Expanding Into Mediocrity

From Fathoms is the follow-up to a relatively successful debut called Loyal Eyes Betrayed The Mind. While it may not have had the sprawling, overabundant, and sometimes over flamboyant style as a traditional post-rock groups go, their style is quite rare in the genre and is still thought after as a post-rock band first then second. Loyal Eyes Betrayed The Mind was for the most part, purely guitar driven. Their style could be compared to another relatively odd post-rock group called Grails or even Russian Circles. Yet, with their small existence they carved up a solid record with some interesting results. Showing their musical roots with "Early Morning Ambulance", the unmistakable post-rock influence in "In The Company of Others", while flexing electronic backgrounds in "Miles of White". 3 years after showing some promise, the group have released From Fathoms this year.

Easily throughout the album you notice a key element within most of these songs: they're crafted well enough for you to enjoy, but once you begin to attach yourselves to a brief period of their pandering in their uproarious guitar lifts in their short post-rock extravaganzas you immediately succumb to disappointment with its short time span. While the electronic influences are in full-form and aren't skimmed over as they were in Loyal Eyes Betrayed The Mind it isn't enough to keep the listener interested entirely. Oddly enough vocals are in play, if vaguely you consider them a part of the song. Almost Isis-like in nature, but entirely toned down, From Fathoms plays around with low, muddled, and mostly unrecognizable lyrics, while the previous album strayed from all of this. There are a rare exceptions to this rule: a quick assault of post-rock sweetness is ferocious and beautiful in the short span of 4 minutes in "Weightless Frame" and completely switches up halfway through with acoustic strings, harmonized vocals that can only be determined to be something-like "Come" being hymned, even imploring to use the harmonica for some brief periods in its later half. That may be the best example to see how far they're trying to reach here, yet they still encompass some of those elements throughout the album in short spans, it just doesn't work as it should. The lone perfections within this album is by far "Resurface" and "Thawed Horizon", which successfully melds all of what was meant to be on this album, gradually pushing forward with high-paced eruption of post-rock and passionate vocals.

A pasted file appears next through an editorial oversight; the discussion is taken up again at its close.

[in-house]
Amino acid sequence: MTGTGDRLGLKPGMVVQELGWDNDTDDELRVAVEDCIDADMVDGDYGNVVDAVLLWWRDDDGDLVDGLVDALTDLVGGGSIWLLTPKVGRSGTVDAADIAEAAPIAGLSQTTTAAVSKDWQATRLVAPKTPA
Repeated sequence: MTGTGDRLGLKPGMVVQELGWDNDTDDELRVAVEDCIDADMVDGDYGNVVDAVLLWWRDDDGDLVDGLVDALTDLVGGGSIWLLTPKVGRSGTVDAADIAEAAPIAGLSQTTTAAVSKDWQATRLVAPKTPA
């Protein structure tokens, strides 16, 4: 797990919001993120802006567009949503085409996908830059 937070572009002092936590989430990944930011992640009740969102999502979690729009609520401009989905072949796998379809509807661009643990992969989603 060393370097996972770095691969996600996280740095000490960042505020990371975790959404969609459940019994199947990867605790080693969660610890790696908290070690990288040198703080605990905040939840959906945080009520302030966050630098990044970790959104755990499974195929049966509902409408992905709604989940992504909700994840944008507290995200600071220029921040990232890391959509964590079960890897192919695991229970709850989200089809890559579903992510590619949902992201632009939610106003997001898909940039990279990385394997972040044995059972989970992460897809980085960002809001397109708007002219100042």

Those relatively new sounds components are what signals Gifts From Enola's newest album is really about. Their previously minimalistic influences are brought to the forefront along for the ride with their post-rock glory. This may sound all well and good, but there's one trying problem. Unfortunately it doesn't always work, from the electronic transitions, post-rock traditional appearances of strings, and yes the power cord sort as well. Much like Russian Circles' debut Enter impressed, their follow-up Station wasn't anything progressive and only mildly interesting. Gifts From Enola suffers the same fate, not with its non-progressive thought process, but their problems to establish a single unity within its structure from all its directionless deliberation. "Weightless Thought" sounds like a rendition of "Weightless Frame", only the opposite with an dreary and calm electronic transition. Understandably they're linked, but the song adds nothing to the process and is only time wasted. From Fathoms sees a band trying to reach too far, with too much in their hands. It's fantastic that they're trying to expand their sound with a different approaches, if not for a few inspired moments within most of these songs this would feel entirely mediocre and as a result From Fathoms can't help, but feel cluttered.

Grade: C


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